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This article was originally published on March 26, 2010.

Sandra* is a 36-year-old college-educated wife and mother. She came to the United States and married her husband, Jinan, in 2000. At that time, Jinan* told her he was a U.S. citizen and that she would be eligible to become a citizen if they married.

It didn’t take Sandra long to learn that Jinan lied. But it was too late for her to save herself from an abusive marriage. They were already married when Sandra found out Jinan was in the U.S. on an employment visa, and he never pursued legal immigration status for Sandra as he promised. Instead, for nine years she endured physical and emotional abuse at his hands. The couple had a child, and Jinan’s abuse and threats grew in intensity. He repeatedly threatened to take their child from Sandra and call immigration authorities to have her deported. He would tell her that even if she wasn’t deported, the judge would not give her custody because she was here illegally. He even convinced her that if she filed for divorce he would ask the judge to enter an order barring her from any future marriages and that the judge would enter such a ruling.

During our initial intake with Sandra, we learned that she feared losing her child. Sandra came to Tahirih because she believed that the only way to truly protect her child was to obtain legal immigration status. At the same time, Sandra began working with the family law program to obtain custody of her son.

Sandra is not alone. Many clients report similar threats from spouses. But the fears also go beyond what clients are told by their abusers. Many clients’ fears are based on what they’ve seen or heard from other immigrants’ experiences.

Another Tahirih client, Maria,* insisted on remaining in the home with her abusive spouse until she received work authorization. Unable to work and with nowhere else to turn, Maria knew her only option for leaving would be to go to a shelter. Maria feared that if she fled to a shelter she would lose custody of her child simply because she was residing in a shelter. Maria knew a woman from her church that went through a similar experience and was convinced the same would happen to her. Upon further inquiry, Tahirih learned that Maria’s acquaintance from church didn’t speak English, while her husband did, and wasn’t represented at the custody hearing, while her husband was. Maria worked with Tahirih’s social services program to develop a safety plan while she remained in the home with her abusive spouse. Maria also worked with Tahirih’s family law program to seek advice on filing for divorce and custody. Despite reassurances from Tahirih’s family law attorney that she would not lose custody of her son if she relocated to a shelter, Maria refused to move. Tahirih helped Maria obtain work authorization, and she is now saving money to move to an apartment with her son.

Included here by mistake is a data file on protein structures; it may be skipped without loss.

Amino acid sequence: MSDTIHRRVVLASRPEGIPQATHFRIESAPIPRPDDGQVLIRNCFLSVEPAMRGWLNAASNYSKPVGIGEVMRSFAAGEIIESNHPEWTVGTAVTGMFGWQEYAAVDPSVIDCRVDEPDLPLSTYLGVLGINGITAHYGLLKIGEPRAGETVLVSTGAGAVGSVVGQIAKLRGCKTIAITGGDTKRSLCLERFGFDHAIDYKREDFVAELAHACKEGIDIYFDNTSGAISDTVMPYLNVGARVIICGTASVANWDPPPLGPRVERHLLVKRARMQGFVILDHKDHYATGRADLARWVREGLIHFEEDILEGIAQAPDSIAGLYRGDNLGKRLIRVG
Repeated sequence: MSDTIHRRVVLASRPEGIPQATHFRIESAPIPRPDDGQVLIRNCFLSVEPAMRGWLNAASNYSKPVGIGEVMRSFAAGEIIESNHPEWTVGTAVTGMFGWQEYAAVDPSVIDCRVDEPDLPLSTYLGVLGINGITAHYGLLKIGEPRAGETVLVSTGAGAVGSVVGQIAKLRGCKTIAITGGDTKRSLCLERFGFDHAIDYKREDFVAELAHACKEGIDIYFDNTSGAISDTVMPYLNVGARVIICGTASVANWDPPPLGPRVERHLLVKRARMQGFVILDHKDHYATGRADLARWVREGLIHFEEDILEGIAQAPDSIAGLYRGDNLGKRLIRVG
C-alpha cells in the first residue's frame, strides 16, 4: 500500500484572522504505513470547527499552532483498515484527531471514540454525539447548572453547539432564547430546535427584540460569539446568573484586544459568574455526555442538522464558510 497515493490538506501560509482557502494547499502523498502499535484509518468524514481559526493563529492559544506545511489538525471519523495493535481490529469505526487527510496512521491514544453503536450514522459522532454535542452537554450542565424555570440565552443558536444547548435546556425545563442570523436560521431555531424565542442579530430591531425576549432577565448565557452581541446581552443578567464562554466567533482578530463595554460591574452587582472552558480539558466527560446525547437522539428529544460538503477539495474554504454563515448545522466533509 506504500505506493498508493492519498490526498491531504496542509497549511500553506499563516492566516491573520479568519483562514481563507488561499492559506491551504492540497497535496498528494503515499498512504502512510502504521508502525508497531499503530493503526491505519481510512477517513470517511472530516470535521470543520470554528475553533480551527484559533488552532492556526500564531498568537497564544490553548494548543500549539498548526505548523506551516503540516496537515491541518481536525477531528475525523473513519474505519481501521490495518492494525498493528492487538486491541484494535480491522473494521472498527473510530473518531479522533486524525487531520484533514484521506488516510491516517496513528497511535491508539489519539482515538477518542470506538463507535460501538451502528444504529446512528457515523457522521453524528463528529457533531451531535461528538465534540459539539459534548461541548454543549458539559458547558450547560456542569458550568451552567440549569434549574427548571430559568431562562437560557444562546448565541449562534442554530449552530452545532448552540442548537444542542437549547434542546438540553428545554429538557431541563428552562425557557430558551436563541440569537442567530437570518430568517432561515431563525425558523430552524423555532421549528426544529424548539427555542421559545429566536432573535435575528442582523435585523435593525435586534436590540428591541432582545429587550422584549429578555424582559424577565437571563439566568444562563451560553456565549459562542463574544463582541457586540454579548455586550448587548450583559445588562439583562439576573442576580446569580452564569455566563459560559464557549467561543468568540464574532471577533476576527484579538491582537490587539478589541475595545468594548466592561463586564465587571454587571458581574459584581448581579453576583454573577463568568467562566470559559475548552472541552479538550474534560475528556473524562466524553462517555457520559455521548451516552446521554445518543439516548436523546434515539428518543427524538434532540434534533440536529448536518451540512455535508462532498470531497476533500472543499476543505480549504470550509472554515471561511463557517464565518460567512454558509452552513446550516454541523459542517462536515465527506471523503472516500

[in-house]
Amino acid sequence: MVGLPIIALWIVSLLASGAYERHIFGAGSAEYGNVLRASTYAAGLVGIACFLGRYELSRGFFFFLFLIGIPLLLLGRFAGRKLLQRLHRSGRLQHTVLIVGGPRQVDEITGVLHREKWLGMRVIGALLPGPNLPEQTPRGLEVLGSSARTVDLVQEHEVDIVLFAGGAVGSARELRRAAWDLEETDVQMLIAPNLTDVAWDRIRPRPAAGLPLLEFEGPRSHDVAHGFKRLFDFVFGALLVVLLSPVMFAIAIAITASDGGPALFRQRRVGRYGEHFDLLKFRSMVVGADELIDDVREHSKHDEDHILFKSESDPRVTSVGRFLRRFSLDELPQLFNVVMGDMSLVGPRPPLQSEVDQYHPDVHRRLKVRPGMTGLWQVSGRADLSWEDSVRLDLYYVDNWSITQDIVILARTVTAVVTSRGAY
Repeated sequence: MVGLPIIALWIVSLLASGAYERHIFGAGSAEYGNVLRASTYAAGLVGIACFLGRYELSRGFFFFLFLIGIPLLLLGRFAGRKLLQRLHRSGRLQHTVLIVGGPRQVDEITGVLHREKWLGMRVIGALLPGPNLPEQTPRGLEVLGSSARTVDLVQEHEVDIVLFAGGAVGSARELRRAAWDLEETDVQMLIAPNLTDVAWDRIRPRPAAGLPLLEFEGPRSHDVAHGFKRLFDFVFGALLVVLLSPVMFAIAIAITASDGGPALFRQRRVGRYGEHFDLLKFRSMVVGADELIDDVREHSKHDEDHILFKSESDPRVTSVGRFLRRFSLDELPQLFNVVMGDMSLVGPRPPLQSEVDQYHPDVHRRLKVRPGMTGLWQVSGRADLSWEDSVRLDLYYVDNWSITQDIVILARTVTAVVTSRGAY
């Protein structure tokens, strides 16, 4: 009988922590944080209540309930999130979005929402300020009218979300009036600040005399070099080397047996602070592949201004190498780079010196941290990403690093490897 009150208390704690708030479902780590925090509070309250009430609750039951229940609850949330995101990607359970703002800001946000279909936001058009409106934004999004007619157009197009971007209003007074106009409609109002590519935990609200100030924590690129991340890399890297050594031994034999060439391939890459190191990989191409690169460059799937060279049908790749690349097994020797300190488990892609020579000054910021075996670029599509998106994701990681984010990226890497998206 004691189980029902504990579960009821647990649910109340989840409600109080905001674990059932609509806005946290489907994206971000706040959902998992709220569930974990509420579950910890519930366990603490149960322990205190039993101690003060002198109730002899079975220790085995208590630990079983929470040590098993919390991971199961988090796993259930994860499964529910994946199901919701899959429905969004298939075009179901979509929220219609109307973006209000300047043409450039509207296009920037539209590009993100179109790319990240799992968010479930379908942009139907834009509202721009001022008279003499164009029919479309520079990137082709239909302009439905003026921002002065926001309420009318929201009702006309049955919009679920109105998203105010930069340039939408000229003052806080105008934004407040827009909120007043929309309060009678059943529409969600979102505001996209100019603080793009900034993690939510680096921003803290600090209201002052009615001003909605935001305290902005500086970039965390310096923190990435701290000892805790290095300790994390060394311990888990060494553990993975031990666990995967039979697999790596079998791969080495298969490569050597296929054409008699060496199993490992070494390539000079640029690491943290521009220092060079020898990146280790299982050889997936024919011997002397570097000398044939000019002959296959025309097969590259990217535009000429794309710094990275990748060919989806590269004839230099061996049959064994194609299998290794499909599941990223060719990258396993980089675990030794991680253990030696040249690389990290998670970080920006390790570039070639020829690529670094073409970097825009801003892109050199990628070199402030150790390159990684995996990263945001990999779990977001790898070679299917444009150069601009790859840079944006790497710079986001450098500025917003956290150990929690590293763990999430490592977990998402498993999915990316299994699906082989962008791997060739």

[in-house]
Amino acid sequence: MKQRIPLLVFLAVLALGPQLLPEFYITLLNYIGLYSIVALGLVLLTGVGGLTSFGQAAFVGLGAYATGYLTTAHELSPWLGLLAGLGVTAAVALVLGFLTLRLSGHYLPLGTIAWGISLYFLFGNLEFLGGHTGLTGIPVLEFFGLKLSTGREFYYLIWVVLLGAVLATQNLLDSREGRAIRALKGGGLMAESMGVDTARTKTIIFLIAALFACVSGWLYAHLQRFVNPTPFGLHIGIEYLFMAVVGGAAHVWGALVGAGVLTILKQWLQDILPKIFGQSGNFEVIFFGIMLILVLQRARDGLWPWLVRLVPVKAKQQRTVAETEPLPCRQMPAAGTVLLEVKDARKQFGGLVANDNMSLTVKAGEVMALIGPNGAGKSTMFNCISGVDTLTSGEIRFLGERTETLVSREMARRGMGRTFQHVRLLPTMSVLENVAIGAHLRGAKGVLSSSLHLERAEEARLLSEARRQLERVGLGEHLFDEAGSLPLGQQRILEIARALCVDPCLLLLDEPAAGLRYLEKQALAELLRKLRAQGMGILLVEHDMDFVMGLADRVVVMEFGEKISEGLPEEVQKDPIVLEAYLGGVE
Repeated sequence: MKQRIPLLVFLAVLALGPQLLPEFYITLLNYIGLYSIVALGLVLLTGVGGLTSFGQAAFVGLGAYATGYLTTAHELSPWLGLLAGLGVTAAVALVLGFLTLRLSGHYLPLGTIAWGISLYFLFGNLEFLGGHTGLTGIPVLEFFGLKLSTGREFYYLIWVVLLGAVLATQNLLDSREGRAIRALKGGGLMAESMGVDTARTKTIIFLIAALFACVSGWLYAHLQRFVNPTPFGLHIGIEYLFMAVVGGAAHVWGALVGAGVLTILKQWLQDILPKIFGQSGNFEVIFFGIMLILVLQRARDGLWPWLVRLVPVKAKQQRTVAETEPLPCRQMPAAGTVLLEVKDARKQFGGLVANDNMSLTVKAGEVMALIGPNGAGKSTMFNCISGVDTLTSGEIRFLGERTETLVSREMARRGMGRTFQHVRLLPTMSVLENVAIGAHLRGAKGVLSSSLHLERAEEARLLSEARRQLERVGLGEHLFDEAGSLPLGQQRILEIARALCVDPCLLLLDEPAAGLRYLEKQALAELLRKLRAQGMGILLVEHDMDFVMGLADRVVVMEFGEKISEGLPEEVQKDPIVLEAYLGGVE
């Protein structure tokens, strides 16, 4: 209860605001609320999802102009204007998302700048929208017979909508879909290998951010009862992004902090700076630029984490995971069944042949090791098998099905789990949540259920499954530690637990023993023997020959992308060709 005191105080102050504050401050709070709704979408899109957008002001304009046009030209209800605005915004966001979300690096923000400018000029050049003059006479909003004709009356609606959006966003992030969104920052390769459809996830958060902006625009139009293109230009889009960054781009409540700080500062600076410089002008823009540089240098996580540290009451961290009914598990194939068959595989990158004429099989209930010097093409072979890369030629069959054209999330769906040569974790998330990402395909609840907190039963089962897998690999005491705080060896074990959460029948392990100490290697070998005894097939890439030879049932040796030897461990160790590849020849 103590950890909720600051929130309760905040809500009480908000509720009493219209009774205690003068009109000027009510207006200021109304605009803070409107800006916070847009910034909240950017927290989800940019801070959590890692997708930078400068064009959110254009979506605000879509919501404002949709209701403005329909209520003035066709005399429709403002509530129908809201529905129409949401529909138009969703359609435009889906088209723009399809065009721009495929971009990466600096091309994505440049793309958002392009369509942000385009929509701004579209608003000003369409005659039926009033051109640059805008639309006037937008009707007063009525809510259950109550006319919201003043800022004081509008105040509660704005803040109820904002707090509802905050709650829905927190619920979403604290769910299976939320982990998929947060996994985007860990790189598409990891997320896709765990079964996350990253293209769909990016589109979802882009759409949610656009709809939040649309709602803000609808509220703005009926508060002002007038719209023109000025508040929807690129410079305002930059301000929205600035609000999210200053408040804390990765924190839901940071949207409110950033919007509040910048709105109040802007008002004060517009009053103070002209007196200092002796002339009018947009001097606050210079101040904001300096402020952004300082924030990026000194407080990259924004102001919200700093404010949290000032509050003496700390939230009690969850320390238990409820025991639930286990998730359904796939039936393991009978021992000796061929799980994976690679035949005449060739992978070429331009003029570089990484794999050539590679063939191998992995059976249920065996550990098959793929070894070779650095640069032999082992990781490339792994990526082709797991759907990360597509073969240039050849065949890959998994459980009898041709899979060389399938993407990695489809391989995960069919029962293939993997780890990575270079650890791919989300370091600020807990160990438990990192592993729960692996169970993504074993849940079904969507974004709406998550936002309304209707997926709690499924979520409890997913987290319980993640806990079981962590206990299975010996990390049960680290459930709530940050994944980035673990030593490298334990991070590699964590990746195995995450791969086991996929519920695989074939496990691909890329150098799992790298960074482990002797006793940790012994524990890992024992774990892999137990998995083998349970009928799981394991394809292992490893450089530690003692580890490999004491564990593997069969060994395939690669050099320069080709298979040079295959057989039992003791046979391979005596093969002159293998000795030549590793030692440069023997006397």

Tahirih is well known for its immigration assistance of women and girls fleeing violence. However, as our clients’ lack of immigration status affects all aspects of their lives, Tahirih expanded our programs to provide family law and case management services to meet our clients’ pressing needs. Often, the women and girls we serve are not familiar with the American court and justice systems. They aren’t aware of all their rights and can be swayed to believe misconceptions or blatant lies about U.S. laws or their rights. Their vulnerability can have serious effects on their families and their futures.

Sandra’s and Maria’s stories represent just a small portion of the unique and complex challenges facing immigrant women and girls fleeing violence. Tahirih’s direct, holistic services help clients meet a vast range of obstacles, as they simultaneously work on their immigration cases to fully protect them from violence.

In addition, Tahirih engages in significant outreach to both immigrant community organizations and local government agencies to raise awareness of the needs and rights of immigrant women and girls fleeing violence. Finally, Tahirih works with several local organizations and pro bono attorneys to help our clients with other legal needs such as criminal, housing, employment, and international abduction cases. Only part of the journey to justice takes place in the courtroom, and this knowledge permeates our unique approach at Tahirih.

*Names have been changed to protect client safety and privacy.

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